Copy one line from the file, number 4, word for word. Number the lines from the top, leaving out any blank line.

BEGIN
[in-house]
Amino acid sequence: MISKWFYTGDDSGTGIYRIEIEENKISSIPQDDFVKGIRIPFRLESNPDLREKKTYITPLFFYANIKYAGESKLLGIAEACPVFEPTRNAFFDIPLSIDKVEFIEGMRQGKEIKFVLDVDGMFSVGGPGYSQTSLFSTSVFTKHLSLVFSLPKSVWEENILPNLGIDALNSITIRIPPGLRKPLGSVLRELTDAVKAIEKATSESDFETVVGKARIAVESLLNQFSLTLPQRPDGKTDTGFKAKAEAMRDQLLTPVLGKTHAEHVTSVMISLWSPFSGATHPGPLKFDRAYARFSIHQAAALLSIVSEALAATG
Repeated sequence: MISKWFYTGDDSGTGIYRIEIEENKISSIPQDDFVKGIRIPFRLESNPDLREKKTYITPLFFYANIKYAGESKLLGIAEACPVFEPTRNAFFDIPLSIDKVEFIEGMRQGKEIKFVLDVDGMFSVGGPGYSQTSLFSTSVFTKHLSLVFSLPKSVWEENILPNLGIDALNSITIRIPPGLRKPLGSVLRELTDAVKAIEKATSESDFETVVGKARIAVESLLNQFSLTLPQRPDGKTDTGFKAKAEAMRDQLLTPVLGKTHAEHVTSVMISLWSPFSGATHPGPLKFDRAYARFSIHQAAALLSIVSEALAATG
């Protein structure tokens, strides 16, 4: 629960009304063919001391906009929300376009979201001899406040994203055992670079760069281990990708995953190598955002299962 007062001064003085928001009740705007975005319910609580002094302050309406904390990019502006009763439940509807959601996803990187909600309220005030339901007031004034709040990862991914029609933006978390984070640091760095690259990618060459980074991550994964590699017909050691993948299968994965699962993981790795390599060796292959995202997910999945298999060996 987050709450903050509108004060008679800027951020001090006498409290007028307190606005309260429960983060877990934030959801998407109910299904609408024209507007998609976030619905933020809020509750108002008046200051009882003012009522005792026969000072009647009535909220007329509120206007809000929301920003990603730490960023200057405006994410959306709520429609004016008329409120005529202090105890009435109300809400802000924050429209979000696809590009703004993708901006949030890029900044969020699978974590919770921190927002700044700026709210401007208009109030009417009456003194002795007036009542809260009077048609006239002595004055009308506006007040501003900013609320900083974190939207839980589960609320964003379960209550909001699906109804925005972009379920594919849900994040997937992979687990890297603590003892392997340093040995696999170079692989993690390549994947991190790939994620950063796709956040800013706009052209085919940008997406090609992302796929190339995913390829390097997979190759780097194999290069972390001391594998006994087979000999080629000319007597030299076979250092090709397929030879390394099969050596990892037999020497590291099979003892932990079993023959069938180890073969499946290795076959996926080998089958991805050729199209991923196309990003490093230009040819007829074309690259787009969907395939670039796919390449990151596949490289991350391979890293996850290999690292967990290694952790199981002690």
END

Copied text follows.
């Protein structure tokens, strides 16, 4: 629960009304063919001391906009929300376009979201001899406040994203055992670079760069281990990708995953190598955002299962 007062001064003085928001009740705007975005319910609580002094302050309406904390990019502006009763439940509807959601996803990187909600309220005030339901007031004034709040990862991914029609933006978390984070640091760095690259990618060459980074991550994964590699017909050691993948299968994965699962993981790795390599060796292959995202997910999945298999060996 987050709450903050509108004060008679800027951020001090006498409290007028307190606005309260429960983060877990934030959801998407109910299904609408024209507007998609976030619905933020809020509750108002008046200051009882003012009522005792026969000072009647009535909220007329509120206007809000929301920003990603730490960023200057405006994410959306709520429609004016008329409120005529202090105890009435109300809400802000924050429209979000696809590009703004993708901006949030890029900044969020699978974590919770921190927002700044700026709210401007208009109030009417009456003194002795007036009542809260009077048609006239002595004055009308506006007040501003900013609320900083974190939207839980589960609320964003379960209550909001699906109804925005972009379920594919849900994040997937992979687990890297603590003892392997340093040995696999170079692989993690390549994947991190790939994620950063796709956040800013706009052209085919940008997406090609992302796929190339995913390829390097997979190759780097194999290069972390001391594998006994087979000999080629000319007597030299076979250092090709397929030879390394099969050596990892037999020497590291099979003892932990079993023959069938180890073969499946290795076959996926080998089958991805050729199209991923196309990003490093230009040819007829074309690259787009969907395939670039796919390449990151596949490289991350391979890293996850290999690292967990290694952790199981002690």